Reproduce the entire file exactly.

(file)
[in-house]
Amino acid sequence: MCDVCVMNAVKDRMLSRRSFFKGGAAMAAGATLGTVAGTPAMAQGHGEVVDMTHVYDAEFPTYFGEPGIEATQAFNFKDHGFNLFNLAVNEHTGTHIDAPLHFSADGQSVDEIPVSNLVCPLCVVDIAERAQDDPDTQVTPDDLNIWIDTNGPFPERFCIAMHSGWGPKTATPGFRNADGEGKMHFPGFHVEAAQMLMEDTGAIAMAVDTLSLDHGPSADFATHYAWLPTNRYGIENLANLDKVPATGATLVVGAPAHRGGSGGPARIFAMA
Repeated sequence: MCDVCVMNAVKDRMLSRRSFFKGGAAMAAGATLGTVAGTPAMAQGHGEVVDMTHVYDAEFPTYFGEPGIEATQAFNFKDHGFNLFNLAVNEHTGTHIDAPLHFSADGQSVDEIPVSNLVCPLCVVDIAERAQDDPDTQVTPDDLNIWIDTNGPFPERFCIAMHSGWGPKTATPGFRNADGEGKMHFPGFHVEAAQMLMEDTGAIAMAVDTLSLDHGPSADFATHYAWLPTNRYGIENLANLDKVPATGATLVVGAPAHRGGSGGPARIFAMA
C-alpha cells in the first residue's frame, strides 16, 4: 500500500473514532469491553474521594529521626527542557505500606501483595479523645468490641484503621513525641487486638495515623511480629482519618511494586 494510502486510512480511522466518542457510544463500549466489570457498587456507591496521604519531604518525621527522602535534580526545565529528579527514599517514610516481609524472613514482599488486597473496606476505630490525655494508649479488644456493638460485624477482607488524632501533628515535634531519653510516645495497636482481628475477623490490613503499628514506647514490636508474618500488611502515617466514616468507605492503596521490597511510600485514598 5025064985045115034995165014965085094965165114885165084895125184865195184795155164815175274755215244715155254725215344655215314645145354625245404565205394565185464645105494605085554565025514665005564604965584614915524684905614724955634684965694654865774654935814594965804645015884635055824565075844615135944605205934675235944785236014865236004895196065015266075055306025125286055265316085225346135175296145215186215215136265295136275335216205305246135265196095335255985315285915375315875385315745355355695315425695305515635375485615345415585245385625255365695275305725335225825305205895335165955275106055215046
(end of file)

[in-house]
Amino acid sequence: MCDVCVMNAVKDRMLSRRSFFKGGAAMAAGATLGTVAGTPAMAQGHGEVVDMTHVYDAEFPTYFGEPGIEATQAFNFKDHGFNLFNLAVNEHTGTHIDAPLHFSADGQSVDEIPVSNLVCPLCVVDIAERAQDDPDTQVTPDDLNIWIDTNGPFPERFCIAMHSGWGPKTATPGFRNADGEGKMHFPGFHVEAAQMLMEDTGAIAMAVDTLSLDHGPSADFATHYAWLPTNRYGIENLANLDKVPATGATLVVGAPAHRGGSGGPARIFAMA
Repeated sequence: MCDVCVMNAVKDRMLSRRSFFKGGAAMAAGATLGTVAGTPAMAQGHGEVVDMTHVYDAEFPTYFGEPGIEATQAFNFKDHGFNLFNLAVNEHTGTHIDAPLHFSADGQSVDEIPVSNLVCPLCVVDIAERAQDDPDTQVTPDDLNIWIDTNGPFPERFCIAMHSGWGPKTATPGFRNADGEGKMHFPGFHVEAAQMLMEDTGAIAMAVDTLSLDHGPSADFATHYAWLPTNRYGIENLANLDKVPATGATLVVGAPAHRGGSGGPARIFAMA
C-alpha cells in the first residue's frame, strides 16, 4: 500500500473514532469491553474521594529521626527542557505500606501483595479523645468490641484503621513525641487486638495515623511480629482519618511494586 494510502486510512480511522466518542457510544463500549466489570457498587456507591496521604519531604518525621527522602535534580526545565529528579527514599517514610516481609524472613514482599488486597473496606476505630490525655494508649479488644456493638460485624477482607488524632501533628515535634531519653510516645495497636482481628475477623490490613503499628514506647514490636508474618500488611502515617466514616468507605492503596521490597511510600485514598 5025064985045115034995165014965085094965165114885165084895125184865195184795155164815175274755215244715155254725215344655215314645145354625245404565205394565185464645105494605085554565025514665005564604965584614915524684905614724955634684965694654865774654935814594965804645015884635055824565075844615135944605205934675235944785236014865236004895196065015266075055306025125286055265316085225346135175296145215186215215136265295136275335216205305246135265196095335255985315285915375315875385315745355355695315425695305515635375485615345415585245385625255365695275305725335225825305205895335165955275106055215046